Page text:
Pro-Corbyn website The Canary denies it is antisemitic, then blames 'political Zionists' for forcing it to downsize

Leftwing blog, which has been accused of producing 'fake news', says its advertising revenue is under fire


Pro-Jeremy Corbyn website The Canary has denied "accusations of antisemitism" - and then claimed it has been forced to downsize by "political Zionists".

The website, which writes charged, partisan articles attacking critics of Mr Corbyn's Labour - including those highlight anti-Jewish racism within Labour - emailed supporters saying its business model "no longer works" because of advertisers abandoning it.

"Despite clearly being against the actions of a state, not against Jewish people as an ethic group, we've been smeared with accusations of antisemitism," its message said.

"Accusations stick, despite facts to the contrary. This means advertisers are susceptible to pressure from political Zionists and our advertising revenue is under fire."

The news was shared by the Stop Funding Fake News (SFFN) campaign, which has targeted brands whose adverts appeared on The Canary and urged them to take action to remove them. 

The campaign has targeted many partisan websites, including The Canary, on both the left and the right, by urging advertisers to ditch them.

Macmillan Cancer Care, Ted Baker, WWF and Moonpig are among the brands that had said they would pull their adverts from the site after SFFN asked them to do so.

SFFN has accused The Canary of "publishing fake news... to justify antisemitism". It highlighted how the site has claimed it is "not antisemitic" to compare Israel to Nazi Germany and defended activists like Jackie Walker, who has since been expelled by Labour for her comments about antisemitism.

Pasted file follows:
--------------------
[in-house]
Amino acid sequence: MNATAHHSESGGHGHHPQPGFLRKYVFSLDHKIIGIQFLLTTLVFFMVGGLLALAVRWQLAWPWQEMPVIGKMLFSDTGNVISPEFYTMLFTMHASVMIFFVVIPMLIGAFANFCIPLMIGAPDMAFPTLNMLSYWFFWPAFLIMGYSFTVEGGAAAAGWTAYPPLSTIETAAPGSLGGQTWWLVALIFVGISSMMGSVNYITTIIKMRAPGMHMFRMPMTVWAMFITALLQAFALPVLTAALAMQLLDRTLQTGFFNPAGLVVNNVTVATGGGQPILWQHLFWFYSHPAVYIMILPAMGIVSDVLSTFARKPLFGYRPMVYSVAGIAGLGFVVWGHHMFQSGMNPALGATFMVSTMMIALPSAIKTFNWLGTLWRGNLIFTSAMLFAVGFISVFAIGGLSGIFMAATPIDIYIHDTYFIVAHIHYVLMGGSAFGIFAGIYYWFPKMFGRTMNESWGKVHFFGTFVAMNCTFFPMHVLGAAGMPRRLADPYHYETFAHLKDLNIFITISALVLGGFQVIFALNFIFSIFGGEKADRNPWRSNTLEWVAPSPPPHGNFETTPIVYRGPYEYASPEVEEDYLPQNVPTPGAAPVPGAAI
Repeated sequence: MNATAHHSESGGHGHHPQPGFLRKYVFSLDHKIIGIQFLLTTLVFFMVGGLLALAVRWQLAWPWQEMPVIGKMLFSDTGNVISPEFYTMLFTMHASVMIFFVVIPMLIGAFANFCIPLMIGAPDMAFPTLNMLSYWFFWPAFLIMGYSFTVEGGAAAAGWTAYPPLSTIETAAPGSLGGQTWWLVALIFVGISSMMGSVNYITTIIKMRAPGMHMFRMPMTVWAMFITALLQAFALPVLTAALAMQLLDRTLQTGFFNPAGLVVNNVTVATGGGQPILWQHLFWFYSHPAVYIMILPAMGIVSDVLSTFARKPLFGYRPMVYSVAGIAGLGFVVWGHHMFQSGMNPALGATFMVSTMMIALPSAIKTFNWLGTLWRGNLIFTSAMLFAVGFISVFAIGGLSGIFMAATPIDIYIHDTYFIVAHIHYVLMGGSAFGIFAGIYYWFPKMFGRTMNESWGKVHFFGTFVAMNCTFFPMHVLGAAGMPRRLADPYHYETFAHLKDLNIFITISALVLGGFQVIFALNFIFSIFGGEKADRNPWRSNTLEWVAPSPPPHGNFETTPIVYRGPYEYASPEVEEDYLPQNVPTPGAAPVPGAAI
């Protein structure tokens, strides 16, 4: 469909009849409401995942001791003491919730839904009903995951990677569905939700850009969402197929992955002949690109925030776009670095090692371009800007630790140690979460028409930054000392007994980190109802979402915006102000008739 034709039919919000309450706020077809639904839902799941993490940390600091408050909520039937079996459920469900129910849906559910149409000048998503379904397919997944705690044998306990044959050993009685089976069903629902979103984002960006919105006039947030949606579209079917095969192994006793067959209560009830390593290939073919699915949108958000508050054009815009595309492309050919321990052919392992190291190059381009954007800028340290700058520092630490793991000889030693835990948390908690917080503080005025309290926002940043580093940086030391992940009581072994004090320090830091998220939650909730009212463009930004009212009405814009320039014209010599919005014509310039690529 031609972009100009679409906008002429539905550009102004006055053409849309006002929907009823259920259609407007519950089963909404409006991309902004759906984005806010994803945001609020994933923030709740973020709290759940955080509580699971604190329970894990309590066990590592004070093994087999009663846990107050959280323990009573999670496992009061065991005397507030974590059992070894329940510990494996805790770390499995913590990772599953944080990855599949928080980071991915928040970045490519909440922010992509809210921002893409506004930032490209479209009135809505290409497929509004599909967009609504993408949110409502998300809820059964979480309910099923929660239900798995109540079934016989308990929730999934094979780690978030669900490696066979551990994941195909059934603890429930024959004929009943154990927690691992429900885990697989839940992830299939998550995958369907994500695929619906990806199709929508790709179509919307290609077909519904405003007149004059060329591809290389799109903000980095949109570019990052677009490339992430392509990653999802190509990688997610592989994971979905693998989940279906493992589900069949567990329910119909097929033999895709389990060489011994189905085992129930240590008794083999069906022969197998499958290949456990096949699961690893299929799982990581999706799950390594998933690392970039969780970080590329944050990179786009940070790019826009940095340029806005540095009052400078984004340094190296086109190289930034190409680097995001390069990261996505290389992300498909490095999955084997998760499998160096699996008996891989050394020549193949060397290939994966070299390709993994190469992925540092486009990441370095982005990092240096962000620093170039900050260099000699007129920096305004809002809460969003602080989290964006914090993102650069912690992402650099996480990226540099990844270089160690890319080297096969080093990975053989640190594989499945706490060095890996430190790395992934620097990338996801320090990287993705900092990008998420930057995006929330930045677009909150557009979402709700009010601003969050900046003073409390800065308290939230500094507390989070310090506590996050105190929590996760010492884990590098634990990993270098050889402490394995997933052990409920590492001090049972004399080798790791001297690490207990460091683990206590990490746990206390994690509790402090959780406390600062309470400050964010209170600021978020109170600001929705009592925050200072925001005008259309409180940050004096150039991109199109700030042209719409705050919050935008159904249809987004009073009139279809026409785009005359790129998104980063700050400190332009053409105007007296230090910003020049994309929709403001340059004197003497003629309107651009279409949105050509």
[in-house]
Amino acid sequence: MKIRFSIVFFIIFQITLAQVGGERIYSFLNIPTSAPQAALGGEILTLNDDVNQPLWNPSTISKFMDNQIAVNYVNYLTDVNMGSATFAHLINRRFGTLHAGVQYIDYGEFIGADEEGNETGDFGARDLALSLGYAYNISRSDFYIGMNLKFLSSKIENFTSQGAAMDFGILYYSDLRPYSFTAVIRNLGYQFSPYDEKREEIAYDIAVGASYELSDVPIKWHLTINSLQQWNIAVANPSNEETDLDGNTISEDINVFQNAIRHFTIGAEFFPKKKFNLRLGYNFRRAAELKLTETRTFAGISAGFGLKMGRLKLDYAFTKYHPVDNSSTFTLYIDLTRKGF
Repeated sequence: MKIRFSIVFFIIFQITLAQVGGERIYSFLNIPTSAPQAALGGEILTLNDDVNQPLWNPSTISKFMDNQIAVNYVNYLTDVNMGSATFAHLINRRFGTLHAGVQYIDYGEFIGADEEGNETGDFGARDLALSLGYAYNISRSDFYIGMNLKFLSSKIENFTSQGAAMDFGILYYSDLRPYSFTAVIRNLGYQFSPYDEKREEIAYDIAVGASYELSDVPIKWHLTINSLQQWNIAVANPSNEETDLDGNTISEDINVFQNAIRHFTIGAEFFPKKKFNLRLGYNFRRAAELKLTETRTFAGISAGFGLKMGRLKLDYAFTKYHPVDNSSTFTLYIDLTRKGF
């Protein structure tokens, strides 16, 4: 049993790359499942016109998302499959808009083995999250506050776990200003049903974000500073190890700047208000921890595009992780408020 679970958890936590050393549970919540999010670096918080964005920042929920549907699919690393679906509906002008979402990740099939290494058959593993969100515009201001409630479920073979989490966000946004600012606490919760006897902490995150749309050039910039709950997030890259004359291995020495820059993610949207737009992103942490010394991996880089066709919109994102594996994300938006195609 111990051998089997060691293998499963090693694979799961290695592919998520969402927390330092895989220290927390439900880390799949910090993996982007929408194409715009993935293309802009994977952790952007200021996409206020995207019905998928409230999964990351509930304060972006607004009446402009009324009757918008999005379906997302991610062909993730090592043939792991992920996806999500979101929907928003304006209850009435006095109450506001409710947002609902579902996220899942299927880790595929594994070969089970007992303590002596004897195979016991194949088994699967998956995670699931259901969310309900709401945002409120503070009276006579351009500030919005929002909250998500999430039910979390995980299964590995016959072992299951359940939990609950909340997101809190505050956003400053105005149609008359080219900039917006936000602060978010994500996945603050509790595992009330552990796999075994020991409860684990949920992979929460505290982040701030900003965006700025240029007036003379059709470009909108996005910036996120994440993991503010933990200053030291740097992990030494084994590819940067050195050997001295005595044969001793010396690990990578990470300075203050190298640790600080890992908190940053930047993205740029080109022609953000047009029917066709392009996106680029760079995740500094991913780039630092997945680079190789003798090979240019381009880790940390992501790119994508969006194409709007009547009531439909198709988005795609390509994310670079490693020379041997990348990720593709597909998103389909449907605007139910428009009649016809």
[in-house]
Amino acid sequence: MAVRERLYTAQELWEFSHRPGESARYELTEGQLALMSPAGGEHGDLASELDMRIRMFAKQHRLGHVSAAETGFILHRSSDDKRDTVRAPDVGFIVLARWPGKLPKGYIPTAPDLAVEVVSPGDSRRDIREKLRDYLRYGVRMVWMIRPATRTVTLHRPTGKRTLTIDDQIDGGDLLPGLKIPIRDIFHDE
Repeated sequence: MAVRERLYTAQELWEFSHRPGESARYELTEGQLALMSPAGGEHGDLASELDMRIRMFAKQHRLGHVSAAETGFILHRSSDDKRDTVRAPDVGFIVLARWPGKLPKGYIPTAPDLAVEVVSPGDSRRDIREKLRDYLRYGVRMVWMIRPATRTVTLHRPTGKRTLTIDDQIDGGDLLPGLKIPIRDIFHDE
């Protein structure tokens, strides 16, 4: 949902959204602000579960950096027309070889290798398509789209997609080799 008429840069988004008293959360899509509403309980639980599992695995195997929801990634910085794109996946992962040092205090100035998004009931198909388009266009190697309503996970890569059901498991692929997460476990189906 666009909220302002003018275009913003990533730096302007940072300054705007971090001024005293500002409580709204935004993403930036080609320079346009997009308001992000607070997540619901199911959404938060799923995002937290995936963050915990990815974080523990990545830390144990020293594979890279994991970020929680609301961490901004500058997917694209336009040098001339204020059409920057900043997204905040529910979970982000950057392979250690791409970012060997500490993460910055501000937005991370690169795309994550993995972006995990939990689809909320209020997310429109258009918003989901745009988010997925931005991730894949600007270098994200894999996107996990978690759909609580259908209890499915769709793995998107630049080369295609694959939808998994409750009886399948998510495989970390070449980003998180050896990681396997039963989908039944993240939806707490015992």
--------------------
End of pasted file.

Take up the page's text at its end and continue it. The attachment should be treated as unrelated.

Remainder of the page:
In its message to supporters, The Canary said that, from mid-August, its freelance authors would be limited in how much they can write.

Countdown presenter Rachel Riley, who has suffered antisemitic abuse for speaking out, tweeted: "Bye bye Birdie!"

"Proof that lying and hate-mongering DOESN'T pay once it's exposed," she wrote.

The Holocaust Educational Trust's Karen Pollock tweeted simply: "Brilliant"

Steve Topple, who previously wrote extensively for The Canary, shared antisemitic conspiracy theories on social media.

Mr Topple previously said that Jews should be held responsible for the “growing Zionist cancer”, and suggested that Christine Lagarde, the managing director of the International Monetary Fund, was a “puppet” of Dominique Strauss-Kahn, her Jewish predecessor, and the Rothschild family.

Mr Topple apologised for his “previous comments” in 2016.

Last December, comedian Nish Kumar apologised after his programme, The Mash Report, featured Mr Topple as a guest.

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